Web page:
Some universities and many libraries are maintaining portals of databases and subject-specific resources.
  • The Librarian's Index to the Internet is a well-organized point of access for reliable, trustworthy, librarian-selected Internet resources, serving California, the nation, and the world.
  • Digital Librarian is a librarian-maintained portal to myriad resources.
  • Infomine is a collection of scholarly resources - some chosen by librarians, some added automatically by the software. Infomine is a joint project of several libraries.
  • Scirus - for scientific information is a search engine covering scientific, scholarly, technical and medical data on the Web. It includes peer-reviewed articles and journals that other search engines miss.
  • The Public Library of Science (PLoS) is a non-profit organization of scientists and physicians committed to making the world's scientific and medical literature a freely available public resource.
  • OAIster is a project of the University of Michigan Digital Library Production Service. It includes over 3 million resources from 277 institutions.
Word of mouth
Make note of resources mentioned by colleagues; add these resources to the tools you use to keep track of specialized sites (see the section on tools, below).

Tools for Keeping the Resources Visible

You can use your browser bookmarks to save and organize links to tools and resources. Browser bookmarks can be very convenient in that it is possible to quickly bookmark a site and file it into a specific subject folder. But if you work at more than one computer you'll run into a problem because the bookmark files remains on the computer on which it was saved. Once you walk away from that computer you lose access to the bookmark file.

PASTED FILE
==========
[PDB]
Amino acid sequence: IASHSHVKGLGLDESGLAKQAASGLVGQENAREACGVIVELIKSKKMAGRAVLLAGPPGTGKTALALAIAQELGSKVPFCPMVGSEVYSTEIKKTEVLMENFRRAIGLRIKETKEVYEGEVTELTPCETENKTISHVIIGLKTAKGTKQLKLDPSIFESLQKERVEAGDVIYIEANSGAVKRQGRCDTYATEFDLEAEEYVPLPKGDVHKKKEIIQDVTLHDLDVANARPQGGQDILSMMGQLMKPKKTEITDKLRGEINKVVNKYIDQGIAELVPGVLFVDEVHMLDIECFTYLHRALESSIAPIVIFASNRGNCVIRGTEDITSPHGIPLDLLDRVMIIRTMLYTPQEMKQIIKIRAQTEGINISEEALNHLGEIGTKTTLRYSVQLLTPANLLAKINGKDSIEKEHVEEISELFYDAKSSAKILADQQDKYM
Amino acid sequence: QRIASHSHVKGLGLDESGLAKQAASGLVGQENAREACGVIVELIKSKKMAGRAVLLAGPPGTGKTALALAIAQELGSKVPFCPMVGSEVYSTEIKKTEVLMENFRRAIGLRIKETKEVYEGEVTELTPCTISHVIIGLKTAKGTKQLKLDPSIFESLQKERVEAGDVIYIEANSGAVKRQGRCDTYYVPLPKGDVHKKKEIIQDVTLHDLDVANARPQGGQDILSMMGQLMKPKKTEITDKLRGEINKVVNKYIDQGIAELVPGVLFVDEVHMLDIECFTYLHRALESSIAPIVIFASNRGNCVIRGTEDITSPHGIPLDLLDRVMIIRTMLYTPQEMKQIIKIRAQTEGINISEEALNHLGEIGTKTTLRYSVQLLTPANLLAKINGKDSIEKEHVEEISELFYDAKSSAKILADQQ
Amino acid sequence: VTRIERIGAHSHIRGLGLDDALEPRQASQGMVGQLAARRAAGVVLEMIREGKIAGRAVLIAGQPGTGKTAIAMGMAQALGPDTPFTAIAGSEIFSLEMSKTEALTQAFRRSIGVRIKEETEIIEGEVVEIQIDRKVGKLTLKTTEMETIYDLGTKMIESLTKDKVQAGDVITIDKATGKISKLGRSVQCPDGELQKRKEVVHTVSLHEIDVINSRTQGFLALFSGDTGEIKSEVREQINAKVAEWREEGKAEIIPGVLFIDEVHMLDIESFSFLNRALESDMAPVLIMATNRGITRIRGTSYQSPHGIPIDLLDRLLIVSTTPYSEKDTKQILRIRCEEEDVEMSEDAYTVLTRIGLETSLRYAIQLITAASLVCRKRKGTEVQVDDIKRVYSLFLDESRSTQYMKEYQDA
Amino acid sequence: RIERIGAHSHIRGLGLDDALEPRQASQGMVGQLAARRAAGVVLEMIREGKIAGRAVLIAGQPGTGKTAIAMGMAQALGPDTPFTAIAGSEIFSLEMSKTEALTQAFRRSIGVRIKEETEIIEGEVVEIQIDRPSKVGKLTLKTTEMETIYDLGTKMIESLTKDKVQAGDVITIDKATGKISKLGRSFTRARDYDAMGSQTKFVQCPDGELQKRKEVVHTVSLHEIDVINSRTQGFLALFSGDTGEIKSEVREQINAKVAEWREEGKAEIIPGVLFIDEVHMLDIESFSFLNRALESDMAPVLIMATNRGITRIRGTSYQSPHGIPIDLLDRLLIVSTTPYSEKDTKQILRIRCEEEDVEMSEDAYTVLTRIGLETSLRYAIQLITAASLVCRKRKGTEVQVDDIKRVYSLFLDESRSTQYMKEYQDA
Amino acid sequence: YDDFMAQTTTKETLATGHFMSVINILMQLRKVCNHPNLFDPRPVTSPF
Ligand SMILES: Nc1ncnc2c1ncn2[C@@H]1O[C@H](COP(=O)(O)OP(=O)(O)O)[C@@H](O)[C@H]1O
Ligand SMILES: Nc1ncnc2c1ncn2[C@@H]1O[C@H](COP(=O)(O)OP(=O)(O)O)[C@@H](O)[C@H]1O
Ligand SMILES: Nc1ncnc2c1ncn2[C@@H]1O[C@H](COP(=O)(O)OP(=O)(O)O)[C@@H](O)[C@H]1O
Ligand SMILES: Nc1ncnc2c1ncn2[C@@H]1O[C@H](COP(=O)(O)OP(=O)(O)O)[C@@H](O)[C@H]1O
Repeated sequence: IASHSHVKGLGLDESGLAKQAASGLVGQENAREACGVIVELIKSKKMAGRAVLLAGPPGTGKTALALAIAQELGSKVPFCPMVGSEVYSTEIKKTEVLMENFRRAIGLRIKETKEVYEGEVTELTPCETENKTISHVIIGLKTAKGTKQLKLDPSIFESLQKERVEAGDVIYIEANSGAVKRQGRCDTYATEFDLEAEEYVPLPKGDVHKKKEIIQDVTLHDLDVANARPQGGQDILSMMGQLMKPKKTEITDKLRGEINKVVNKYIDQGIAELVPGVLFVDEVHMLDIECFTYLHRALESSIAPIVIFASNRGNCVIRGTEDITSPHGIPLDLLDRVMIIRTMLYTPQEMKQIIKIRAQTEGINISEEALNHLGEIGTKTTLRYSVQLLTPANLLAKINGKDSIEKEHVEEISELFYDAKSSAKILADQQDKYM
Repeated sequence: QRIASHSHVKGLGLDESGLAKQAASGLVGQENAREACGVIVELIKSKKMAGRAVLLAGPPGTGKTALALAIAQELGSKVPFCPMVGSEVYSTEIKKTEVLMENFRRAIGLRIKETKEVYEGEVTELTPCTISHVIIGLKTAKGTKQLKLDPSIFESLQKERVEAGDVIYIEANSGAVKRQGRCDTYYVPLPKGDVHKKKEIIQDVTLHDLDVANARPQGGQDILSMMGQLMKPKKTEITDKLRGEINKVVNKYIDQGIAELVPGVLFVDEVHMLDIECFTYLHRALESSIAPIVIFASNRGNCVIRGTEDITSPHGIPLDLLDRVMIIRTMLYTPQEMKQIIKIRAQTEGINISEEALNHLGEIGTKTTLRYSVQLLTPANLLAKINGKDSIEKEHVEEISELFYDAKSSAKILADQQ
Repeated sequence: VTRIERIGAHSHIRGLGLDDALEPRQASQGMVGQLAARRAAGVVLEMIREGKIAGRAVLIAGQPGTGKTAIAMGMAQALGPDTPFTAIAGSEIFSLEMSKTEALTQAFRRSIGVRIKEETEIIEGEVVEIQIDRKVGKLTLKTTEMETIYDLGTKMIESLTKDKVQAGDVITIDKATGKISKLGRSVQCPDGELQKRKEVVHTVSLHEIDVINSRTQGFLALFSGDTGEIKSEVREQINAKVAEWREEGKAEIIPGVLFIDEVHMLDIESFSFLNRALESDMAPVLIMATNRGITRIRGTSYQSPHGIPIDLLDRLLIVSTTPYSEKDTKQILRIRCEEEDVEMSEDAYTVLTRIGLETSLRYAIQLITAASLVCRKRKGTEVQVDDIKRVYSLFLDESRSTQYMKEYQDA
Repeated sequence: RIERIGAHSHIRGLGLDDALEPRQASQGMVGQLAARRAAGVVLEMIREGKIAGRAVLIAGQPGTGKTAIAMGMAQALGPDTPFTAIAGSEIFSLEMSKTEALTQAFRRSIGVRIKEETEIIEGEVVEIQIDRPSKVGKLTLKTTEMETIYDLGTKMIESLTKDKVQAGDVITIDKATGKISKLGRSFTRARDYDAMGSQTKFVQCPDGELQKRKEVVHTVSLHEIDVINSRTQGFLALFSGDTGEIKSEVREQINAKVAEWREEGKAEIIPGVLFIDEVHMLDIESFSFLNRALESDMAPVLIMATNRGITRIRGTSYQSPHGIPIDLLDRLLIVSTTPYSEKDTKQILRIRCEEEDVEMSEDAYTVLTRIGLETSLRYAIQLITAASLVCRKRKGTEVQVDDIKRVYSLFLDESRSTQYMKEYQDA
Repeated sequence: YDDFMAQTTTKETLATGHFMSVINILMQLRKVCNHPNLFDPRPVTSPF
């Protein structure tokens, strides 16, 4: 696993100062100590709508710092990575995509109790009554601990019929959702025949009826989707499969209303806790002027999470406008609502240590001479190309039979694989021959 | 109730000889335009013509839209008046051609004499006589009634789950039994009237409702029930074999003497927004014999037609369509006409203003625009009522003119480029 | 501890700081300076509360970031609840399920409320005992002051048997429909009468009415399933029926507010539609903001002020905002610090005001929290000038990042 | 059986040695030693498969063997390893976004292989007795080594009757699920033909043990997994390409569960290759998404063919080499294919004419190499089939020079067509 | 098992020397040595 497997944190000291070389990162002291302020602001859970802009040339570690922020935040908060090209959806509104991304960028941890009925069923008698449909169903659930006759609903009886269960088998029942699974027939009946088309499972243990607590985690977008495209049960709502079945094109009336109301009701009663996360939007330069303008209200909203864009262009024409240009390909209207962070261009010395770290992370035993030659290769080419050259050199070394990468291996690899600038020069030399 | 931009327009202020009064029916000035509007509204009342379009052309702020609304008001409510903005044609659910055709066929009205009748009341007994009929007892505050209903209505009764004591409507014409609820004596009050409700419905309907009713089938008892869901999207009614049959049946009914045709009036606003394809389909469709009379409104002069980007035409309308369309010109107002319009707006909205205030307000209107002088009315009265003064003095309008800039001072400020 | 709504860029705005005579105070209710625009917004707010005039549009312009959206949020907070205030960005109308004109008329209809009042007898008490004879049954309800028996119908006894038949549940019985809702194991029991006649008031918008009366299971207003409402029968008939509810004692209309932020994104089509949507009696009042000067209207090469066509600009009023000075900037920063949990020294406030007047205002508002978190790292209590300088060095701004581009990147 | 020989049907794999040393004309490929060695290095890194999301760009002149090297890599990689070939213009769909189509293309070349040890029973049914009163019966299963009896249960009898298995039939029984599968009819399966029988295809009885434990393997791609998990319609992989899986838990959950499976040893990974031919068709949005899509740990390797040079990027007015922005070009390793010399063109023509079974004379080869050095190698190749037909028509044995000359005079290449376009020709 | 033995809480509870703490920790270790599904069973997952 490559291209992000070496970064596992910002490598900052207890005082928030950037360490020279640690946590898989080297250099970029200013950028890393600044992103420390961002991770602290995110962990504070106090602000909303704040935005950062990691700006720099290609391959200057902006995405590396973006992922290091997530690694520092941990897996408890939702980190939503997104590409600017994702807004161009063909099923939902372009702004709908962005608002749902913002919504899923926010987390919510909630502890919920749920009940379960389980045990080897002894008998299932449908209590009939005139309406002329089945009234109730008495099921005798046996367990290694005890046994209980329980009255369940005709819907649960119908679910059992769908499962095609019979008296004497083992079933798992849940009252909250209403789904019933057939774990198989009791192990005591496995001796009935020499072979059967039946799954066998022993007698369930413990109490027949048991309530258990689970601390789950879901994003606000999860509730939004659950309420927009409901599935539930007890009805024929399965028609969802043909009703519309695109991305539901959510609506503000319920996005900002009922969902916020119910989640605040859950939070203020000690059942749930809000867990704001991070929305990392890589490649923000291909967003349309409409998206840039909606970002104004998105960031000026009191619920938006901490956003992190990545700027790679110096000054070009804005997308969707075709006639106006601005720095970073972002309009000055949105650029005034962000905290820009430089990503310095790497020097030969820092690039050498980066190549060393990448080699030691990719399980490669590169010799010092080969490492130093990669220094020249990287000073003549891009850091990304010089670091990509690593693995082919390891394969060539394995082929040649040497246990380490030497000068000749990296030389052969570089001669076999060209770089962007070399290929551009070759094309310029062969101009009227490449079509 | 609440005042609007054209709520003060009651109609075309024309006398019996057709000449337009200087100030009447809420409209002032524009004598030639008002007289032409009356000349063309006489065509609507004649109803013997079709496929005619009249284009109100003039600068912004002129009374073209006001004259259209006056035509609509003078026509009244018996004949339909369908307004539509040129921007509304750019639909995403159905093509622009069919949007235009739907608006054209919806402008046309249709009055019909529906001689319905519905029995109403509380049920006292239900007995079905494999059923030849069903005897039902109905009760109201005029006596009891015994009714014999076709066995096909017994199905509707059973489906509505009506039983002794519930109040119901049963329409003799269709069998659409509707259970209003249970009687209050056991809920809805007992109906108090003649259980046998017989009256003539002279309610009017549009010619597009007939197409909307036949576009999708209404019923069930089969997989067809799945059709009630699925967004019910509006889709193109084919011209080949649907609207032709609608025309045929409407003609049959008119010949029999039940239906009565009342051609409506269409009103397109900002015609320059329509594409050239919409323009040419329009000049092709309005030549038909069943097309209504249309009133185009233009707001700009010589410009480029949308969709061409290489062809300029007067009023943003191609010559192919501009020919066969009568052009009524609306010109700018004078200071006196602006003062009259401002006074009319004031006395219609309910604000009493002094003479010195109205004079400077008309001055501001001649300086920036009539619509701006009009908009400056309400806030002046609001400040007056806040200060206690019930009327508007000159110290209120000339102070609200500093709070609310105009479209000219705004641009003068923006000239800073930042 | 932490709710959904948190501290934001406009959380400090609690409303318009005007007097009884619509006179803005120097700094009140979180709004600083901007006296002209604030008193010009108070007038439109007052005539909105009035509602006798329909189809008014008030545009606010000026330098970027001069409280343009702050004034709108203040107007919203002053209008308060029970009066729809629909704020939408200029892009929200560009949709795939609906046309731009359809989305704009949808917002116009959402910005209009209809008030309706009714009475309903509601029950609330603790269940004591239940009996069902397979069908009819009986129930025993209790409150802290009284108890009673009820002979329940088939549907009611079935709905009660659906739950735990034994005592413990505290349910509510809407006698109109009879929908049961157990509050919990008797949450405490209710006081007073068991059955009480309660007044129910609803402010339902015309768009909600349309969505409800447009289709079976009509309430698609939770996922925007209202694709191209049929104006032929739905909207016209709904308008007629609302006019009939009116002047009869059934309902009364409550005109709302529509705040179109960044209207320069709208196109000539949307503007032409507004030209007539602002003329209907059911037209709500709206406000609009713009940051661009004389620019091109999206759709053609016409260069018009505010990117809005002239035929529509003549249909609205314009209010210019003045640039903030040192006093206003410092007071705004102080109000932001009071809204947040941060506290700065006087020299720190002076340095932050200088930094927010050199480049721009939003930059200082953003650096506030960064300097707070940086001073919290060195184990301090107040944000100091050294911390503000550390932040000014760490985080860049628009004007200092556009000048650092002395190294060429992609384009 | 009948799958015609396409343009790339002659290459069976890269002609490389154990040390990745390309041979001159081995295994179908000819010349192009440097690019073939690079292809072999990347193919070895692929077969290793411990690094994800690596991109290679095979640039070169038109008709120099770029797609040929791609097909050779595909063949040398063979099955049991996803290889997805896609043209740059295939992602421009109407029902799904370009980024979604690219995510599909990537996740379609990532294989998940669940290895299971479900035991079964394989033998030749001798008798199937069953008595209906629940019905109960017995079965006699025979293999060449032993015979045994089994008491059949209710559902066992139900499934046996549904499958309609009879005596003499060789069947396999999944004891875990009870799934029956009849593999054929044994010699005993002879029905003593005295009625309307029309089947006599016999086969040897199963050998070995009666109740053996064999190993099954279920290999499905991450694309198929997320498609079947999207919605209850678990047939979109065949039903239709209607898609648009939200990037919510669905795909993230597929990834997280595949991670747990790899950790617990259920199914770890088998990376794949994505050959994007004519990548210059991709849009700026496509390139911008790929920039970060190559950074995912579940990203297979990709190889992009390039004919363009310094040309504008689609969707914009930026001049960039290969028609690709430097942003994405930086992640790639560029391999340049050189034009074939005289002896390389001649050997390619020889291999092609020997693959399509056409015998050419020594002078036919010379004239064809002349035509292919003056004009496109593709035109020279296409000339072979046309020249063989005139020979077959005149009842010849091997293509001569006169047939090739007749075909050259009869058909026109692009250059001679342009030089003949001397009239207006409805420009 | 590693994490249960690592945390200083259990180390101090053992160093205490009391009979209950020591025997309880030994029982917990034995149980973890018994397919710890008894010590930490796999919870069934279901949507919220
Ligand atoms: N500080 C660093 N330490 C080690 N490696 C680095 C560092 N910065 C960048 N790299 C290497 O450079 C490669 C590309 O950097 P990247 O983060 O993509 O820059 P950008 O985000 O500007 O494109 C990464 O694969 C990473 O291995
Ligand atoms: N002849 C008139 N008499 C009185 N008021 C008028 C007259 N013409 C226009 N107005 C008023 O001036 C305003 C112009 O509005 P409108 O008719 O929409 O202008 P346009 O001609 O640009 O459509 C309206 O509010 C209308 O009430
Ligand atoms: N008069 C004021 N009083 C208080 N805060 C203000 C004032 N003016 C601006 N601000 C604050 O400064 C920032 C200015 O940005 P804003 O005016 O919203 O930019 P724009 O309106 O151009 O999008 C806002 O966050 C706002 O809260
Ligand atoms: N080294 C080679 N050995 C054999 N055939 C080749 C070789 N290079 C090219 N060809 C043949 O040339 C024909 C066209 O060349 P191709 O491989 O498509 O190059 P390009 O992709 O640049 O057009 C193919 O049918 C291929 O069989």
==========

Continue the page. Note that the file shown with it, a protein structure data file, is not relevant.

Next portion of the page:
Netscape saves its bookmarks in a single file. If you have a web account you can copy your bookmark file to your web site and access it from anywhere in the world.

MS Internet Explorer saves each "favorite" as an individual file and you cannot copy all those files to your web site. It is possible to export (a command to save the files in a different format) the favorites to a Netscape bookmarks compatible file. With MSIE V. 5 you find the export command on the File menu. Once you've exported the favorites they can be placed in your web site.
Web Pages
If you have your own web site you can create pages to keep track of useful sites, including notes about search strategies.
Personal Portals
You can acquire ready-made programs to install in your web site to act as a portal, similar to the subject directory portals offered by Yahoo and the Open Directory Project.

One example is the Linker script. An example of a perl CGI script for managing lists of links in subject categories.